The best a user can achieve -- without forcing a redisplay or without modifying the C-source code -- is use the
window-end function with the optional second argument set to
t in conjunction with the
window-scroll-functions hook that takes two arguments -- https://www.gnu.org/software/emacs/manual/html_node/elisp/Window-Hooks.html#Window-Hooks [NOTE: Forcing a redisplay may reveal to the naked eye (for a split second) an unfinished product -- e.g., perhaps the new overlays have not yet been removed/placed.]
CAVEAT: Beware that the
window-scroll-functions hook fires sometimes more than once during each command loop (while redisplay performs its job), and the first values for
window-end win t are not always correct, and the last values are not always correct either -- e.g., when inserting/yanking, or when using
goto. [Fn 1.] When the
window-scroll-functions hook runs multiple times, the function attached to the hook can cause significant performance issues depending upon the complexity of said function. And, as mentioned, sometimes the user is simply out of luck -- i.e., correct values can never be obtained. Using
pos-visible-in-window-p can be helpful as a workaround to set up some checks to prevent the function attached to the hook from fully running its course if
point is not yet fully visible; and, a variable can be set up to test for whether the function has already fully run one time during that command loop (so that it doesn't keep running).
I have written a draft proof concept patch to the C-source code that I am using for my own personal setup to always get the correct
window-end during redisplay; however, it may never make its way into the mainstream since I'm not a programmer and am the only person really motivated: https://debbugs.gnu.org/cgi/bugreport.cgi?bug=22404 It is called the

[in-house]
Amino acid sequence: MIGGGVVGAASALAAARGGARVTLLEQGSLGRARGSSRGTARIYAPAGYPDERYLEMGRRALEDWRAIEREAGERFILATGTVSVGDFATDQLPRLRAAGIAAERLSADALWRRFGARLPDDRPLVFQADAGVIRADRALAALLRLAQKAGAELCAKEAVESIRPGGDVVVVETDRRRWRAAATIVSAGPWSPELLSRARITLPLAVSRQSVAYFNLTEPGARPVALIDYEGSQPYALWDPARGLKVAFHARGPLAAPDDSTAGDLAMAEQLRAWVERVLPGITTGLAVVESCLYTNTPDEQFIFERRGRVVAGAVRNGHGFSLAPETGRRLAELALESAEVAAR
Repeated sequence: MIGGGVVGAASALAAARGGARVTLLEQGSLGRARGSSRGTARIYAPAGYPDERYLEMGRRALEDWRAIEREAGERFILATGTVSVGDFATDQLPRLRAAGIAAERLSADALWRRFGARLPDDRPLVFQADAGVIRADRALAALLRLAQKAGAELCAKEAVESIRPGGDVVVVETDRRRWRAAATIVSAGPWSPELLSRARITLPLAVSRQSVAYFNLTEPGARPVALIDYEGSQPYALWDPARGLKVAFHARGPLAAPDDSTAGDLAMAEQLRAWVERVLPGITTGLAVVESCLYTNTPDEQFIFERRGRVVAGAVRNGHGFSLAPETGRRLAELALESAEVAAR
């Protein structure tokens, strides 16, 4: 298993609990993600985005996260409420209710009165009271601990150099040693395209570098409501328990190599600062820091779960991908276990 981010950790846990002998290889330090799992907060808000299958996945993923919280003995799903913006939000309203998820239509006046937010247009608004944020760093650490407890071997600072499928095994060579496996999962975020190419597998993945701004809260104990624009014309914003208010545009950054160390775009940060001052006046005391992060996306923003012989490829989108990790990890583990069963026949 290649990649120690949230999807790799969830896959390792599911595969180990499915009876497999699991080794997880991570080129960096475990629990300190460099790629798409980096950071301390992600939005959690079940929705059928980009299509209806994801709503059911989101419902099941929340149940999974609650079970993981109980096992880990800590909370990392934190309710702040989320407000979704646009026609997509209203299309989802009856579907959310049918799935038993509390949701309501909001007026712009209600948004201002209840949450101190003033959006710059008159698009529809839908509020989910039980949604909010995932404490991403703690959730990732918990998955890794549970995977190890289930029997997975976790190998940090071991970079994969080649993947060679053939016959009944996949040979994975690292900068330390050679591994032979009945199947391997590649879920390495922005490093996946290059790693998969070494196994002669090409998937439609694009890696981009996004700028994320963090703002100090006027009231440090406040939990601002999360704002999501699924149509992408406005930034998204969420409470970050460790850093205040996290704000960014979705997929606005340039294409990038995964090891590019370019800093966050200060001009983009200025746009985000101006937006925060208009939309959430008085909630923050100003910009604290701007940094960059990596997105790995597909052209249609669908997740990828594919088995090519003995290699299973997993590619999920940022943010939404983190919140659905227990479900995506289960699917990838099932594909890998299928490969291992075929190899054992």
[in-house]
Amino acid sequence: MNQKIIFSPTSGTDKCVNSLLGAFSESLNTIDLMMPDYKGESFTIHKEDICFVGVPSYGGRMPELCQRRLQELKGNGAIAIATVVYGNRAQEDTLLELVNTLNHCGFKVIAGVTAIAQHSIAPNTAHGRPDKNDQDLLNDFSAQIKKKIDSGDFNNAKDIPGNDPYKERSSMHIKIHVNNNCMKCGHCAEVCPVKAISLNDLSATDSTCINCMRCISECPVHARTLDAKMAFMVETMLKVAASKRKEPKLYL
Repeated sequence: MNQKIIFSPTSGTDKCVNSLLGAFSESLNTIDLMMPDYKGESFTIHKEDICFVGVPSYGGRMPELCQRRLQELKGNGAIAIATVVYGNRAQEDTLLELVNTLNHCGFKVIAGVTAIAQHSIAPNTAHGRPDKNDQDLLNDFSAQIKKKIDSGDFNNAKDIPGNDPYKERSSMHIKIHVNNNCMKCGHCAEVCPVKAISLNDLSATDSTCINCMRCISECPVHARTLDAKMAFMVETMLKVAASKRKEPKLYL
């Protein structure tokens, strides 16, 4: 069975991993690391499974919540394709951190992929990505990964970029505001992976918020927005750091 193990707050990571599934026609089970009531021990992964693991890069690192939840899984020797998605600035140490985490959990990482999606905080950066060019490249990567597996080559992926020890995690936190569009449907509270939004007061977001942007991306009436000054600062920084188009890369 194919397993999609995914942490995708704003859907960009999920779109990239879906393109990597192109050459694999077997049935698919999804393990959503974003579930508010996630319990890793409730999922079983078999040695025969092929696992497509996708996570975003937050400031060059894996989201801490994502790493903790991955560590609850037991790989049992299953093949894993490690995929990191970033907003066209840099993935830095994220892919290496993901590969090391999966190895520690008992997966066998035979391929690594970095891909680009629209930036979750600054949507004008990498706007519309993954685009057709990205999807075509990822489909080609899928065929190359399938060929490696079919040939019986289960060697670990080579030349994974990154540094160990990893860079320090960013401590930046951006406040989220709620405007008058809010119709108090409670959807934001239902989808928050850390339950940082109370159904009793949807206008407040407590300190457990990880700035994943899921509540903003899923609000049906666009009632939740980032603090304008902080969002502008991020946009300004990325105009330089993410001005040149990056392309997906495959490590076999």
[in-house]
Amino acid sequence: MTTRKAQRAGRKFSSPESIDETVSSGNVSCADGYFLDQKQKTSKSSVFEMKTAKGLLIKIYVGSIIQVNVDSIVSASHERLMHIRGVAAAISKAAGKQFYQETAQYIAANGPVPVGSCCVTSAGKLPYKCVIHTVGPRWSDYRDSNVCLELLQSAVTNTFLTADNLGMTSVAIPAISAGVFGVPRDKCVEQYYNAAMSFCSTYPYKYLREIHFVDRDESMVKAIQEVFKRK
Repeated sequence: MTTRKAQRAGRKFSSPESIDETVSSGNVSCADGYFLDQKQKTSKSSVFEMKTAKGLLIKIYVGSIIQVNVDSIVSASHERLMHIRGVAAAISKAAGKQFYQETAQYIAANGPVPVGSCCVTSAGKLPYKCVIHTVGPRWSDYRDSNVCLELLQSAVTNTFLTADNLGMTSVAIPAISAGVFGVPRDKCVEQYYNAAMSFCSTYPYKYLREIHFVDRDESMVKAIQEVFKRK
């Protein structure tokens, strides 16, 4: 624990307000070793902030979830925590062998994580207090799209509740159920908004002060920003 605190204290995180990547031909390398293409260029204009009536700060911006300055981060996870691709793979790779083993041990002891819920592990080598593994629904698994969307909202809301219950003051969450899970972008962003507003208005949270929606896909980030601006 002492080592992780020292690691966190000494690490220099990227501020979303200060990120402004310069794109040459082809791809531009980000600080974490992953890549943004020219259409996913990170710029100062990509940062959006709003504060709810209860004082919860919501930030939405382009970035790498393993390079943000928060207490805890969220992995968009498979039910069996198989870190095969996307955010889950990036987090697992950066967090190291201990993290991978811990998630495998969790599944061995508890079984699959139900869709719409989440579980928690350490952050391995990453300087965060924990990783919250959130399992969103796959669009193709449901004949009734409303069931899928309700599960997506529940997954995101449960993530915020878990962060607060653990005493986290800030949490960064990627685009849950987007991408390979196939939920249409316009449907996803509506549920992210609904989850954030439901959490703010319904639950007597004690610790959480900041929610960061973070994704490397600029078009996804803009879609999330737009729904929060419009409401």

window-start-end-hook -- but it's only available if a user wants to experiment with the draft patch and build Emacs from source. My draft patch works irrespective of window scrolling, e.g., it works when moving point within the visible window; it works when using
goto; it works when inserting/yanking; and, it works when scrolling. Anyone interested in developing that concept should please feel free to submit a post to feature request 22404.
See also these related threads:
How to update window-start without calling redisplay?
NOTE: Debugging functions that run during redisplay may require using a feature called
trace-redisplay (after launching Emacs from the command line) that is available when building Emacs from source with options such as:
[Fn. 1.]: When working with Bug #22637, Eli Z. on the Emacs development team explained that the reason the
window-scroll-functions hook does not yield correct results for inserting/yanking or
goto is because it was never designed for those scenarios: "The reason window-scroll-functions aren't run in both of these test cases is that what happens there is not considered 'scrolling'. Scrolling is informally defined as either an explicit call to a function that scrolls the window, or a pseudo-scroll done by the display engine when it detects that some part of the window's previous display is still present, but in a different vertical position. Moving point to an arbitrary location is neither." https://debbugs.gnu.org/cgi/bugreport.cgi?bug=22637#35